Recently a friend forwarded me a Seattle Metarticle titled “The Politics of Paying Real Rent Duwamish” and a subsequent Reddit thread, along with an eye roll. The author successfully dumbed down the extraordinarily complex issue of federal recognition of Native tribes — to some distortion of reality where appropriative white people intend to open a casino in Seattle city limits to steal money away from other tribes in the region. This is unequivocally anti-Native racism.
As the Duwamish Longhouse and Cultural Center filled with supporters and members of the Duwamish Tribe on Wednesday, May 11, drumming and singing opened the event with ancient songs and sounds that have echoed across the waters of the Puget Sound for thousands of years.
Cecile Hansen (Tribal Council Chair) Desiree Fagan (Councilmember) Ken Workman (Councilmember) James Rasmussen (Councilmember) John Boddy (Councilmember) Roger Boddy (Councilmember) Paul Nelson (Councilmember) Cindy Williams (Tribal Council Secretary/Treasurer) Russell Beard (Councilmember)
For at least 12,000 years, the Duwamish people have been living in what is now called King County. The “People of the Inside” inhabited the lands around Elliott Bay, along the Black, Cedar, and Duwamish Rivers, and around Lake Washington.
“We were second-class citizens in our own land,” my grandfather used to tell me, perhaps the only time I saw him with a hint of a scowl. Our land then was Hong Kong, where Chinese residents were under British control for 100 years. As the original inhabitants of Hong Kong were Punti, Hakka, Tanka, and Hokkien, the island has always been ethnically Chinese. My grandfather seldom spoke about the marginalization my family experienced during their time in Hong Kong as a British colony and when he did, he was brief. When my mother was a child in the 1960s, our family made the decision to leave Hong Kong to be second-class citizens in another land, hoping for something called “opportunity.”
The Seattle Globalist was a daily online publication that covered the connections between local and global issues in Seattle. The Emerald is keeping alive its legacy of highlighting our city’s diverse voices by regularly publishing and re-publishing stories aligned with the Globalist’s mission.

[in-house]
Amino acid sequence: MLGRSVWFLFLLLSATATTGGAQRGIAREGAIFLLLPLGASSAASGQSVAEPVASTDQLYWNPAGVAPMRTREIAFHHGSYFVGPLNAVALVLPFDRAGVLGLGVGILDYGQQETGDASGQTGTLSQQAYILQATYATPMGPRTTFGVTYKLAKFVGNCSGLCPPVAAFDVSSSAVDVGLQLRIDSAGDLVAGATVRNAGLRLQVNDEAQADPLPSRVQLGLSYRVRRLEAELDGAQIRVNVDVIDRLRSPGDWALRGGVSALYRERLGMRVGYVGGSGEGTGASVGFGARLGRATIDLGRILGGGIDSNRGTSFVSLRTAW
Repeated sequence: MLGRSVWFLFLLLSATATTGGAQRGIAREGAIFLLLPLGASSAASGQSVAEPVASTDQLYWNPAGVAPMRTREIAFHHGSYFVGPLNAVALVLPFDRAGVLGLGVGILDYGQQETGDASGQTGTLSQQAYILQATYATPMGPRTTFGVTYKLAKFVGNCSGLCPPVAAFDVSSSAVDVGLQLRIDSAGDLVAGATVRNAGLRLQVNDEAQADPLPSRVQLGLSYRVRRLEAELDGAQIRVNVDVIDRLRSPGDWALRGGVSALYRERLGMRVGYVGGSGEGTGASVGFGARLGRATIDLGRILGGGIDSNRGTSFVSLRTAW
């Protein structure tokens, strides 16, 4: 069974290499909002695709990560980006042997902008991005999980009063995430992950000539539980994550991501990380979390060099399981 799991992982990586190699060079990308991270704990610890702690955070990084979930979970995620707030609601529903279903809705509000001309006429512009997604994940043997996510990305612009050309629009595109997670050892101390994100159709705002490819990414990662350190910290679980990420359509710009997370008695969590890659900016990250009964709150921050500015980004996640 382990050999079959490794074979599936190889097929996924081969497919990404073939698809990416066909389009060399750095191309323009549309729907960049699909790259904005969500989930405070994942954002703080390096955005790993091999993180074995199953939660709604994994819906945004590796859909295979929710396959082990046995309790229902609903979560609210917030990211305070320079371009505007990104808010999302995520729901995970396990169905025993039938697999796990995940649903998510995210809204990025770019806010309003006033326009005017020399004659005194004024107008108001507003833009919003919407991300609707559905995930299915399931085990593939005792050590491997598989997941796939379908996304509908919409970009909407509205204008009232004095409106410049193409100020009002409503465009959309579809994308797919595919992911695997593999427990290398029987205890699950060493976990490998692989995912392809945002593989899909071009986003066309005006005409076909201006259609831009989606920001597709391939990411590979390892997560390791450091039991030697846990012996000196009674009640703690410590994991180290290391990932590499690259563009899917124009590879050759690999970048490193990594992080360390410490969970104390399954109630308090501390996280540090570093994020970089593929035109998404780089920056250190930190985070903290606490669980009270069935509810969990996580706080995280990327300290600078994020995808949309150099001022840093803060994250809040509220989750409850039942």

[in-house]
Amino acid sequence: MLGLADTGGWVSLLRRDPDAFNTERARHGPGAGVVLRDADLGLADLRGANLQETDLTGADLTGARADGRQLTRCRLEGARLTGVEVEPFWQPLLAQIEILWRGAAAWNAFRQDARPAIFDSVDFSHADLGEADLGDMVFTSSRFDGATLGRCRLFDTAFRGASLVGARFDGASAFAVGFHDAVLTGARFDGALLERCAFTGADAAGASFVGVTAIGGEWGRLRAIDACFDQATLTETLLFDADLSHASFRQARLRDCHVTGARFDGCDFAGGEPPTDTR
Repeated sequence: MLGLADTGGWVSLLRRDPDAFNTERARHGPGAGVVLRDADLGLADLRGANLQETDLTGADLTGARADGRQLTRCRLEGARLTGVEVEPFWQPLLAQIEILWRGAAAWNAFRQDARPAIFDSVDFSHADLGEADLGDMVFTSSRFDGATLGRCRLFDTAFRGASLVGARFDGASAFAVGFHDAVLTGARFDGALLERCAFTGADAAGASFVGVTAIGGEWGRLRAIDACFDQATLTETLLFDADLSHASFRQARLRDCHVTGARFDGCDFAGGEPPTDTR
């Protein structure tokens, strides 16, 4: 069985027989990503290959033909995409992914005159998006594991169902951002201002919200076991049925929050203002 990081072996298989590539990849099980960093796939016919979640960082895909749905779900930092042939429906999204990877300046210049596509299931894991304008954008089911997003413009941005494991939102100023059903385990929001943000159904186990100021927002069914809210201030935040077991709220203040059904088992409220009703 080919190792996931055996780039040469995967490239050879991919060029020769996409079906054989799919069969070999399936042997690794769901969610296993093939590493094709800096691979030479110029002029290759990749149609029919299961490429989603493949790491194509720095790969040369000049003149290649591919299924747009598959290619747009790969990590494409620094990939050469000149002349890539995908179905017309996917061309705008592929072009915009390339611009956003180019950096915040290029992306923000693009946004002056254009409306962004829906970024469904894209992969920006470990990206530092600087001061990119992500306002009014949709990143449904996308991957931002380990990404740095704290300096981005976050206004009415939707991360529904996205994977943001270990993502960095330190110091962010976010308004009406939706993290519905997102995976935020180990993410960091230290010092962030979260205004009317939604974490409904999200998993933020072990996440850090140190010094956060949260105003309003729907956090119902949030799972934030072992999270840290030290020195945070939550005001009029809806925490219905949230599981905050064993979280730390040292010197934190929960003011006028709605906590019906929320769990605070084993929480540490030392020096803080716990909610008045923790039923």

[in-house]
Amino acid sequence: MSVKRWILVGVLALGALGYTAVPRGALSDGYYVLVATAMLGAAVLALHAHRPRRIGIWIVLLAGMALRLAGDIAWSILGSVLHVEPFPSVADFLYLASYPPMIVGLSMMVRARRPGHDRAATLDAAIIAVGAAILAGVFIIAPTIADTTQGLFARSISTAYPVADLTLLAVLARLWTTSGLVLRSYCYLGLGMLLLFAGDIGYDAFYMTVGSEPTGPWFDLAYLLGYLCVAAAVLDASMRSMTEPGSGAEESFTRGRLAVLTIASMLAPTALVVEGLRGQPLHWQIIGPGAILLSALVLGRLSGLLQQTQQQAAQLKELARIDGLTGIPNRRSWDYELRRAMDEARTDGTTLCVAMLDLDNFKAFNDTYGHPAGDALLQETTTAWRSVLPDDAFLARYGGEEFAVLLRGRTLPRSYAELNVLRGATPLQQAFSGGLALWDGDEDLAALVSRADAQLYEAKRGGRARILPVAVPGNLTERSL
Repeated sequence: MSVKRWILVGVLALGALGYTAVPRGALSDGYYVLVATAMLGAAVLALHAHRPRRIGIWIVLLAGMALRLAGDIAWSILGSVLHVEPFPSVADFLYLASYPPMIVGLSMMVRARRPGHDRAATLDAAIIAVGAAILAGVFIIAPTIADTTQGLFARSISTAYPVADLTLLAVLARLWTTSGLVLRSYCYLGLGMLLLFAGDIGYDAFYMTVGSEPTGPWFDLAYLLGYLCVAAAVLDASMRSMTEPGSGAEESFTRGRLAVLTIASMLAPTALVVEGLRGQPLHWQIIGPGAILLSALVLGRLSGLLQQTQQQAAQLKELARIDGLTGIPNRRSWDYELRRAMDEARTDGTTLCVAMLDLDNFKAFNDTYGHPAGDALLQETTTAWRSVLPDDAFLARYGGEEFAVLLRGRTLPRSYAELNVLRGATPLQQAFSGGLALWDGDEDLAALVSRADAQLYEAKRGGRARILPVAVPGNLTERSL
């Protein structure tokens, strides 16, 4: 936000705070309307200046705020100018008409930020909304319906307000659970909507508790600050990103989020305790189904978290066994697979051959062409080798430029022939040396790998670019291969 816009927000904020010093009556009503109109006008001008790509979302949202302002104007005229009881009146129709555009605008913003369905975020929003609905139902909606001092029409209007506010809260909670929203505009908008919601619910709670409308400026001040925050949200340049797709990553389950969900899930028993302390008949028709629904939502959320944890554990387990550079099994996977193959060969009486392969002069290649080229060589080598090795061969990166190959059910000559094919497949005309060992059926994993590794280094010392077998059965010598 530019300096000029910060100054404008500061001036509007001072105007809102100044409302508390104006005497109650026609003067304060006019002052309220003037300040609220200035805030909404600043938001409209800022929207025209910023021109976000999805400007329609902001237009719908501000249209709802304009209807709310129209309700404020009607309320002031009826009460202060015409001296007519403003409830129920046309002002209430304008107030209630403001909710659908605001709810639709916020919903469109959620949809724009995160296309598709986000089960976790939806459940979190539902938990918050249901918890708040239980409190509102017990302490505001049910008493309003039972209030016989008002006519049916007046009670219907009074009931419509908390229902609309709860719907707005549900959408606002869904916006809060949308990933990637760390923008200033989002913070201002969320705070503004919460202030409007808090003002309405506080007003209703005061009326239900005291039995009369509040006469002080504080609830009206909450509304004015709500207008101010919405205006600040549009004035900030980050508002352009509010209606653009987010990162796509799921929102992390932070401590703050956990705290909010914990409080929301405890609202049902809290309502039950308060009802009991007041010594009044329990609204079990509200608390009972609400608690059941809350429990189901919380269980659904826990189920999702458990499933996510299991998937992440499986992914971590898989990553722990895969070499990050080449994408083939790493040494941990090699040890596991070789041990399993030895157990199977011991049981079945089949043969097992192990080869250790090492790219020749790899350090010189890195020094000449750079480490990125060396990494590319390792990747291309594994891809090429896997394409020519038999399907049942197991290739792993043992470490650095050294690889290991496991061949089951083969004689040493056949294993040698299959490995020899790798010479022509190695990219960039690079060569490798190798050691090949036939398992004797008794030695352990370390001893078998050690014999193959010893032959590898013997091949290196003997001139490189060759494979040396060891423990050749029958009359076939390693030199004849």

Indigenous peoples around the world have been fighting to protect their ancestral lands, languages, and cultures from being erased by colonialism for generations.
Similar work is being done by Indigenous people around the world. I got to witness these similarities in a recent trip to Ecuador where I participated in a program organized by Amigos de Las Americas centering Indigenous rights and food justice.
Shape Our Water is a community-centered project from Seattle Public Utilities (SPU) and KVRU 105.7 FM, a hyperlocal low power FM station in South Seattle, to plan the next 50 years of Seattle’s drainage and wastewater systems. Funded by SPU, the project spotlights members of local community-based organizations and asks them to share how water shapes their lives. Our latest conversation is with Maggie Angel-Cano, community engagement and communications specialist for the Duwamish River Cleanup Coalition.
Growing up in South Park, Maggie Angel-Cano spent years without realizing Seattle’s only river ran through her neighborhood.
“We had no idea there was a river in the community,” she said. “We just, you know, lived our daily life: work, school, back home.”
On March 23, the City of Seattle closed the West Seattle Bridge due to rapidly expanding cracks that rendered it unsafe for vehicle traffic.
The bridge will be closed until at least 2021 and may not be repairable according to Seattle Department of Transportation (SDOT) director Sam Zimbabwe. SDOT is still working to assess the full cost and timeline of needed repairs.
The city-owned bridge is vital to people living on the West Seattle peninsula, serving as the main route of access to the rest of the city, serving about 100,000 vehicles per day.
The main detour routes offered by the city take drivers through the Duwamish Valley, and through the communities of Georgetown, South Park and along West Marginal Way.
Standing on the Tukwila Community Center’s back patio, Ken Workman squinted a little as he looked towards the Duwamish River. More than two centuries ago, his ancestors looked over the same river, its shape much the same now as it was then.
Cecile Hansen’s pursuit of justice for the Duwamish people began in 1974. She was a housewife in her early 30s, living in Tukwila and raising three daughters, when her younger brother, Manny Oliver, came by, mad as all get out.